Pitfalls Start-Ups Need To Avoid
The U.S economy is driven by start-ups. They play a vital role in the net job creation. However, INC. magazine reports 33 percent of all the new businesses face failure within the first 6 months of operation. 50 percent go on to fail after 2 years, while 75 percent see the wrath after three years.
So what are the pitfalls that startups need to avoid in the first 6 months? Let’s take a look at some of the biggest mistakes that startups need to carter to, and the dangers of not avoiding these holes;
1. Poor management
Even though Bachelors or Master degree in Business Administration teaches about the theories related to corporate business level operations, it doesn’t really teach individuals practical business skills on how to run a business.
Poor management can lead to several problems for startups. They may work on a strategy that is weak, failing to bring ideas to validation before working on product development. A poor management team can also face execution problems, which would lead issues in the product manufacture or the time of manufacture. If the management at the top is poor, the effect will go on to lower levels and new employees coming in.
Poor management can also lead to problems and violations in business contracts, but this can be avoided by opting for contract management software like Contract Logix.
Great resources for learning practical skills include Small Business Administration and sometimes the local Chamber of Commerce. There should be continuous study of market research, while customer data should be analyzed and examined frequently. Successful management does well when it comes to strategic thinking, and have the skills to convert a vision into reality.
2. Low start-up capital
Lack of capital for operating the business in the long-run is a common reason why many startups fail. The owners fail to calculate how much capital was required, and as a result, they close down even before the business had a fair shot at gaining some attention.
Lack of sufficient capital means the business will realize poor cash flow sooner or later, making way for pending bankruptcy, and even the headline ‘Start-up business goes bankrupt within the first few months.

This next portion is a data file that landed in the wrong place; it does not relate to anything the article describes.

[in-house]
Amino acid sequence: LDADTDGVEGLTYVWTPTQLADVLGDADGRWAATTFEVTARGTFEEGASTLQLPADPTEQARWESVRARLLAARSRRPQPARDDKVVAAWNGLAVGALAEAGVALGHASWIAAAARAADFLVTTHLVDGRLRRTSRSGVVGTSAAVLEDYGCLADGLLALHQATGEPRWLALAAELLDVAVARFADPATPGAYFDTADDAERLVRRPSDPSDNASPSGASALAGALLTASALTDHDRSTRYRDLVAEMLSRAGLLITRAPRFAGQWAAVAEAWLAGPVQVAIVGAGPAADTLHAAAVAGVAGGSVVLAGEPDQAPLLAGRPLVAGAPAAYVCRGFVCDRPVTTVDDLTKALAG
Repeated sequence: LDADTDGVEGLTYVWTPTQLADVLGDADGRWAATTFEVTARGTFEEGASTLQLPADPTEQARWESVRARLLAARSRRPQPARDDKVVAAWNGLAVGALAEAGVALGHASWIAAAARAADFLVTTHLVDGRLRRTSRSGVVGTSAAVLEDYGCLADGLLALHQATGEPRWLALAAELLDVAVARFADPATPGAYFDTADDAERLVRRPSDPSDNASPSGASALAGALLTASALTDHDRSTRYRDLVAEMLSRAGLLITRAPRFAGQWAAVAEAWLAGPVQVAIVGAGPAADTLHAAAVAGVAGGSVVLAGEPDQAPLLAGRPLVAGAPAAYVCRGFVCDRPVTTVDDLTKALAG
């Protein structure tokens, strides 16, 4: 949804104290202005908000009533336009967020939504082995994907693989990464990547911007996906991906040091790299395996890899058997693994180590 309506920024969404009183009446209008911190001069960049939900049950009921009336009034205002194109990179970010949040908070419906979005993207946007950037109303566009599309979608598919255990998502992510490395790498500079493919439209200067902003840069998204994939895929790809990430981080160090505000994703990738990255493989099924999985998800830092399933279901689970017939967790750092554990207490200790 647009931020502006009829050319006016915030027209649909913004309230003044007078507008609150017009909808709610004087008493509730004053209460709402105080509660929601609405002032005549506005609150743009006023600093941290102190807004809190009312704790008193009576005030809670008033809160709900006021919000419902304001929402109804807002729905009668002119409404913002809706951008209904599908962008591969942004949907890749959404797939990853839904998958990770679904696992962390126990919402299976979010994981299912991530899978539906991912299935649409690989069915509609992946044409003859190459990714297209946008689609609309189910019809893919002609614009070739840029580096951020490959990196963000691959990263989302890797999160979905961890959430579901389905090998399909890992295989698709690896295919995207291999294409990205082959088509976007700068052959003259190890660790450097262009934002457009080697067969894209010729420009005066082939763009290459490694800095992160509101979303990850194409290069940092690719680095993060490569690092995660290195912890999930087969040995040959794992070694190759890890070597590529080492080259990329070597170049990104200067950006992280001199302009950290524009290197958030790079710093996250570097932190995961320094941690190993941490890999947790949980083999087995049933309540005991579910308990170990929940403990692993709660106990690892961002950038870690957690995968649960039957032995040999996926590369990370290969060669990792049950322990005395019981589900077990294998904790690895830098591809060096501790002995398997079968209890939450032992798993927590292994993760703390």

It would be wise for startup business owners to have at least 24 months of expenses covered for operations whether through borrowing or saving as most startup businesses take a year or two to get going. This would mean the business has enough funds to cover operational costs until it starts realizing sales to reach the breakeven point and cover the expenses from the revenue made.
3. Lack of planning
Success for a startup business requires a well-thought out, logical plan. Lack of planning is one of the major causes of startup failure within the first 6 months. Failure to set realistic goals and planning with over expectations is what makes a business suffer the ultimate demise–bankruptcy.
A proper plan includes the identifications of problems that may arise and how they would be solved, the needs of the workface, the vision and goal of the business required for success, competition analysis, marketing and promotional strategy, cash flow analysis, forecast of revenue and expenses, income statement and everything else that needs to be kept in mind.
A business plan would also be helpful to secure additional capital after few months of operation if the need may arise.
All these potential problems don’t mean startups can’t succeed in the first 6 months. Frequent planning and openness to new things by everyone attached to the business will help avoid most mistakes and increase the chances of business success.